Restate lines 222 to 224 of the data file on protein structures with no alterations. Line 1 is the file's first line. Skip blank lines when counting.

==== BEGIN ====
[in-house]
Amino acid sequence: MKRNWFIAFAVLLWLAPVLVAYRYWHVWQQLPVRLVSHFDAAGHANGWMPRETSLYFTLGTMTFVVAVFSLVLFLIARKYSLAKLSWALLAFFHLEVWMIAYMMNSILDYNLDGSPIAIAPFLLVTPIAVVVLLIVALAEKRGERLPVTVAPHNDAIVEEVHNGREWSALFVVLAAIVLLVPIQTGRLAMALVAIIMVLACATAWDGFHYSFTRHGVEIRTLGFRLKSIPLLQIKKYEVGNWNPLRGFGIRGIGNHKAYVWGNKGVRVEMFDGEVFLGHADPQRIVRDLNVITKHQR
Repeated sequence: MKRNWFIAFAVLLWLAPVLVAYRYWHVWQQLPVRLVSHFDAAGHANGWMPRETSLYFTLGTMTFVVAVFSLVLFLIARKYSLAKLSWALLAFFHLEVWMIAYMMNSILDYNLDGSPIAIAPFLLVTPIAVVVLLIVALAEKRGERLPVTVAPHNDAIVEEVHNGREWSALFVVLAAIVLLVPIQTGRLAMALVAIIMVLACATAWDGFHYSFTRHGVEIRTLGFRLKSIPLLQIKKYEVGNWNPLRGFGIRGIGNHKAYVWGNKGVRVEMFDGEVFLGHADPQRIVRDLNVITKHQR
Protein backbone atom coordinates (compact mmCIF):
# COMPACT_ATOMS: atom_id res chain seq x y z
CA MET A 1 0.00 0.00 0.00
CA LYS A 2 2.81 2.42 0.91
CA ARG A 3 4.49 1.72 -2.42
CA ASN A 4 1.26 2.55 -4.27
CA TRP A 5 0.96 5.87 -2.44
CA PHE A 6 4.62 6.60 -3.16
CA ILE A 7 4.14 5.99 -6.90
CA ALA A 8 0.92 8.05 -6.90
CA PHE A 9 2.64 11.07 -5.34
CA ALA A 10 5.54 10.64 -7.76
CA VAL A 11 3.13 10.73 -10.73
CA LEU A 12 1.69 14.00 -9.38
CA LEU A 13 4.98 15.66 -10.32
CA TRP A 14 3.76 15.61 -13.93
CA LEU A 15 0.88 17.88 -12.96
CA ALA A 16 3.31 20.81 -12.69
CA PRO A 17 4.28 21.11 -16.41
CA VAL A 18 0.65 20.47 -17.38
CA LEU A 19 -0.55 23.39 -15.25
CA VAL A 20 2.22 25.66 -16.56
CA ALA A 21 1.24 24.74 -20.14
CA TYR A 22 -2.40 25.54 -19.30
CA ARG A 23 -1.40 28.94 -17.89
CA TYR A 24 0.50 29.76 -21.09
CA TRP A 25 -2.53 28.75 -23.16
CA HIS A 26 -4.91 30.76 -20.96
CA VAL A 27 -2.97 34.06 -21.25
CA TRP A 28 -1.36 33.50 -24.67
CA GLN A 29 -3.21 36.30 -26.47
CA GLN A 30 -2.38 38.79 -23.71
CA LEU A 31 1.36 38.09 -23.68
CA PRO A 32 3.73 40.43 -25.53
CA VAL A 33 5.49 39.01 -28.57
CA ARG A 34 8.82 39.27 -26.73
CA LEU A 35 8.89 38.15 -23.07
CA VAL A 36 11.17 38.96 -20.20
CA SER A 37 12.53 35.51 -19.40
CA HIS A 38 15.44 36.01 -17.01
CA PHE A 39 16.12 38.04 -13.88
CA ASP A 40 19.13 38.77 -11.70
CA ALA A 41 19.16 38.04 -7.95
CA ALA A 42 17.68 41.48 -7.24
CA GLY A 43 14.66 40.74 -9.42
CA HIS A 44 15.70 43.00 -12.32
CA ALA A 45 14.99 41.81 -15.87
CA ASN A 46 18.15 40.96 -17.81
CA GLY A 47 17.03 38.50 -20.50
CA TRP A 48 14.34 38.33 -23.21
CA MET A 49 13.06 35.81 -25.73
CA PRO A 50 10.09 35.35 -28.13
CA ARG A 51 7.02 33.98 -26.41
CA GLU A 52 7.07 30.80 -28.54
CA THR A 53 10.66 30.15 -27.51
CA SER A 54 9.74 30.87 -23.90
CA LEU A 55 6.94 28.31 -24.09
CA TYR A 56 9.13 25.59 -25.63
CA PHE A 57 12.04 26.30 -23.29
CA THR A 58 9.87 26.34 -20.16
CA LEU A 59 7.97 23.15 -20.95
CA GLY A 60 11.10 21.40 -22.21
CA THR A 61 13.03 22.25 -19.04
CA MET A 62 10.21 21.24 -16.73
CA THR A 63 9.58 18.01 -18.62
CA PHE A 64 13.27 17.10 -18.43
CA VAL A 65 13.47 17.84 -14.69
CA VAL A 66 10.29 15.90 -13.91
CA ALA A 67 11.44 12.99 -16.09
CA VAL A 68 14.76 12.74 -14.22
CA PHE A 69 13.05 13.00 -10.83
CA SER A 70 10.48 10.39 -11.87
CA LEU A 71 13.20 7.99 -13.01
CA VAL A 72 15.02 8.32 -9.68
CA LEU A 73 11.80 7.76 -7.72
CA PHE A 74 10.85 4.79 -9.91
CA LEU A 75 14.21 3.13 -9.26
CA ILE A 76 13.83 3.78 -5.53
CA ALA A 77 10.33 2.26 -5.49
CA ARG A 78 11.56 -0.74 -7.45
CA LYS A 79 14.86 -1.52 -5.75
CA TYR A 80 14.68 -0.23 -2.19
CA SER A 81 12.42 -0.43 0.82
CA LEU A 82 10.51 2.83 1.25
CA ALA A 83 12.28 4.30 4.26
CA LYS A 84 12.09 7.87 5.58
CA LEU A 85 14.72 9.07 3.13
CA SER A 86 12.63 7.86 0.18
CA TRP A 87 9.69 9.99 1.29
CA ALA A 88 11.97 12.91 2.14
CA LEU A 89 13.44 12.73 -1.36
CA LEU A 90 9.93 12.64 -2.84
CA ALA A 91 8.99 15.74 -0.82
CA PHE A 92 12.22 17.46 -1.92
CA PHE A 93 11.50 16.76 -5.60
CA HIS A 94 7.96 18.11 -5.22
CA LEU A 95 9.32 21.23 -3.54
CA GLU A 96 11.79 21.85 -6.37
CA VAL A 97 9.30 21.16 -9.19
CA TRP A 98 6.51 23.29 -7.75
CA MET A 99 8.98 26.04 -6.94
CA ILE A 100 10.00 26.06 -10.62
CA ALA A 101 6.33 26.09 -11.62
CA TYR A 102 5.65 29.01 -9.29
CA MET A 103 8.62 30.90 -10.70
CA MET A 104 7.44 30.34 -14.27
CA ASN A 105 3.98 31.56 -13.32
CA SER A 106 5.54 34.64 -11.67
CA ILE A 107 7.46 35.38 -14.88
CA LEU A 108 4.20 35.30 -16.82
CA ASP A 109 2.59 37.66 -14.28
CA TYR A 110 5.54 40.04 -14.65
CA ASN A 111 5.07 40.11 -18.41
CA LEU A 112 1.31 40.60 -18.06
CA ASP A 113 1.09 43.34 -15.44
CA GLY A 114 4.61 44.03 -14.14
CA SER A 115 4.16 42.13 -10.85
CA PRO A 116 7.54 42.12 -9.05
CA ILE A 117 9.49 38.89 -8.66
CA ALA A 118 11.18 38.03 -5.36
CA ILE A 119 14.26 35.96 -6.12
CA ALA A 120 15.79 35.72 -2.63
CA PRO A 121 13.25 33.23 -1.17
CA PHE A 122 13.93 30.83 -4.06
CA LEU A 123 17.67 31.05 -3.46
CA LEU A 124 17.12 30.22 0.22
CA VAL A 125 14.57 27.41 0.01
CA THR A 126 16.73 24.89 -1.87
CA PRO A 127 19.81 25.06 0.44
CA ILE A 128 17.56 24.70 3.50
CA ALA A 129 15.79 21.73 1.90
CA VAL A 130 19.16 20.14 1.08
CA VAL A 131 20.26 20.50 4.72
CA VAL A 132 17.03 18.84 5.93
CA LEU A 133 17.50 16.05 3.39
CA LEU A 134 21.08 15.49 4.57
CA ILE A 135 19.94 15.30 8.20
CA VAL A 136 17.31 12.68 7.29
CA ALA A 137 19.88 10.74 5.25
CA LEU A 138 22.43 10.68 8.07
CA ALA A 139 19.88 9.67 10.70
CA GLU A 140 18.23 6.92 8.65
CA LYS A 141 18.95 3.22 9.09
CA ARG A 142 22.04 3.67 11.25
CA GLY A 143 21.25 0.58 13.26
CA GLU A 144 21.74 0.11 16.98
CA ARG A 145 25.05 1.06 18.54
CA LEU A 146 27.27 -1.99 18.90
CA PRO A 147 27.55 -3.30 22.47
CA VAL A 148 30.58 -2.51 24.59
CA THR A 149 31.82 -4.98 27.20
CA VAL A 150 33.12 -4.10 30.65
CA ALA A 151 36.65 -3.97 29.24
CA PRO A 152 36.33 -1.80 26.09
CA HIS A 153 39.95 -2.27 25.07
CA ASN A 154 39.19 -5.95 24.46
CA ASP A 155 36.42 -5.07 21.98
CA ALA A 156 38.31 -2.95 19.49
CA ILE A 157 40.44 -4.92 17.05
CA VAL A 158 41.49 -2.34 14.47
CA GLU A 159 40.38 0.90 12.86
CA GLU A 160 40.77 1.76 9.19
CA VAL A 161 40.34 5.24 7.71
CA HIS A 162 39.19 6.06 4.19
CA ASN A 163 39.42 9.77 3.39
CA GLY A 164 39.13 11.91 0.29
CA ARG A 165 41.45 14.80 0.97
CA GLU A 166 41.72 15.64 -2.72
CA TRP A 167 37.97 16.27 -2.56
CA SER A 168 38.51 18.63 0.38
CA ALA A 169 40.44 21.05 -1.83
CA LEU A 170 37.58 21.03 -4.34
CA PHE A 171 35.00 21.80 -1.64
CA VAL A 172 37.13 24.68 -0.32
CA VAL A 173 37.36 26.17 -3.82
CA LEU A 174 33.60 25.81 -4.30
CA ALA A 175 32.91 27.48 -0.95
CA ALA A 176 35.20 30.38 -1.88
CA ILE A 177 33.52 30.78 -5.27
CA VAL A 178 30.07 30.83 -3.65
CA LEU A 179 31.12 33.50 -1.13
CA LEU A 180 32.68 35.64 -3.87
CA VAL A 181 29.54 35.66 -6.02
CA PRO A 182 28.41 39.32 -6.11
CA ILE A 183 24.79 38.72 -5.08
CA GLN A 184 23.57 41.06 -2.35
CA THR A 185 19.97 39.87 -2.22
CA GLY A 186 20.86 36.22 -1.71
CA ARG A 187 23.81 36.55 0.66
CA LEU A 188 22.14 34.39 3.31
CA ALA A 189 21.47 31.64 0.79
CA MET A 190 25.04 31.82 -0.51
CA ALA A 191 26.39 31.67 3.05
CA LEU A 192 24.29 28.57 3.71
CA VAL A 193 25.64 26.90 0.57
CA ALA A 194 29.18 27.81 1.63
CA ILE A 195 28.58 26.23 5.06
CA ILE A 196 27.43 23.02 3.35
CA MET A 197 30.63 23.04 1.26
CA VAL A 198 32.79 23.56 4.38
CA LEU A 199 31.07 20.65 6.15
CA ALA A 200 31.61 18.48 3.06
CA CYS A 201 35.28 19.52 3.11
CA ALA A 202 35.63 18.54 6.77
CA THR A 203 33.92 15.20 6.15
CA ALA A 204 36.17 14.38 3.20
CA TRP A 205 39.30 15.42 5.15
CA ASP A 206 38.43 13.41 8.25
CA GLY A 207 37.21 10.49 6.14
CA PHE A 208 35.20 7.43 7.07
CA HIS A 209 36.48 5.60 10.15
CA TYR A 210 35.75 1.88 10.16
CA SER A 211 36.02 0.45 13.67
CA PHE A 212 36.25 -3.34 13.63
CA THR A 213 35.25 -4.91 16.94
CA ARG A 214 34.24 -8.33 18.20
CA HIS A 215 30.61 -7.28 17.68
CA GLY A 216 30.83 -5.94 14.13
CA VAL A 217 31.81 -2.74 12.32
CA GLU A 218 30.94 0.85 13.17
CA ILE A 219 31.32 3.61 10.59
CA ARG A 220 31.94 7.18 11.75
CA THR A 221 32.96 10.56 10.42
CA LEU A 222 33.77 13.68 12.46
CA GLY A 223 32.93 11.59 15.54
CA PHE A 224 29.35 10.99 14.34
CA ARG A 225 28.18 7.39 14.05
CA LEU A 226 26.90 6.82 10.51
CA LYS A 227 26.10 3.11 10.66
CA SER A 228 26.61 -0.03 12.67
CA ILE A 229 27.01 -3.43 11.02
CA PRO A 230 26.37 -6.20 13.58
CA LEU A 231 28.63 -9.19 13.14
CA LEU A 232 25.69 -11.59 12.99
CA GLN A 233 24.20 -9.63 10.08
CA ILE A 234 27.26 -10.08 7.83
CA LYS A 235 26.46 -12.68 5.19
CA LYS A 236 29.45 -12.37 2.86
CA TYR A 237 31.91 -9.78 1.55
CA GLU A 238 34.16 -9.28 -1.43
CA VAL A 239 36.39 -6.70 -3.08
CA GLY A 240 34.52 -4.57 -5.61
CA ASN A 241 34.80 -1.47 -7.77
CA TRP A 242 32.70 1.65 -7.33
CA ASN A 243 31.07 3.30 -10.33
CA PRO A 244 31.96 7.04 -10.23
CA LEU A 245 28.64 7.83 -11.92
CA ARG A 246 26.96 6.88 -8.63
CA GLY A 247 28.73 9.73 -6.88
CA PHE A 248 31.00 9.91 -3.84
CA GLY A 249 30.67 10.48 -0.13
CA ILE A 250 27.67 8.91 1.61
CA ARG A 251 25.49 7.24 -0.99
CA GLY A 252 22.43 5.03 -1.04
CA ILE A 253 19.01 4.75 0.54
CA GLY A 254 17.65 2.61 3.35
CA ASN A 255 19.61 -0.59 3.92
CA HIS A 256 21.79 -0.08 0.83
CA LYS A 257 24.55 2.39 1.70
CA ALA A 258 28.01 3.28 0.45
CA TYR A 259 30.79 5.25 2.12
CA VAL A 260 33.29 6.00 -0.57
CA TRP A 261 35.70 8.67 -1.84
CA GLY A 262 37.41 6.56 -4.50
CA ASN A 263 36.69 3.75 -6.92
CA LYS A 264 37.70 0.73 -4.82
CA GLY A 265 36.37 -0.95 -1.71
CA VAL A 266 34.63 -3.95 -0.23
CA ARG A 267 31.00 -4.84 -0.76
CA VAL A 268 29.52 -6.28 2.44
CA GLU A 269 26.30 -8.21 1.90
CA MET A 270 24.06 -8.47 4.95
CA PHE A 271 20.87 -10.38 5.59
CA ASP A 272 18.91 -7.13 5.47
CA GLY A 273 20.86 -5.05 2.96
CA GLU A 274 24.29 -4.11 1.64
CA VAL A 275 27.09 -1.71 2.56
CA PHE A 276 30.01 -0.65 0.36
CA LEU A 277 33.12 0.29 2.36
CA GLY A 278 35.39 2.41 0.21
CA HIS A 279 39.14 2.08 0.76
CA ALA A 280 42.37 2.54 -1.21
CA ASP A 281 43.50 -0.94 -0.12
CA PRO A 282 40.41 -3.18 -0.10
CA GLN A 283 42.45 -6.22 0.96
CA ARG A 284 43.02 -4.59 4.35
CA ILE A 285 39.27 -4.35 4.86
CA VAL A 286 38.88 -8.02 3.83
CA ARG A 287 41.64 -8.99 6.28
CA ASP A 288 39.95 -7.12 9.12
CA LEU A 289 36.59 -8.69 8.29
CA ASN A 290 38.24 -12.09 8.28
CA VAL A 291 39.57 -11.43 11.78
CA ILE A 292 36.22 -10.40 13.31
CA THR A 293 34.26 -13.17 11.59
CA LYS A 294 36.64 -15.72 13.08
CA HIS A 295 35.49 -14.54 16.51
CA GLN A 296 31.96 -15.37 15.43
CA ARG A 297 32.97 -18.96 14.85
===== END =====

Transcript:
CA VAL A 217 31.81 -2.74 12.32
CA GLU A 218 30.94 0.85 13.17
CA ILE A 219 31.32 3.61 10.59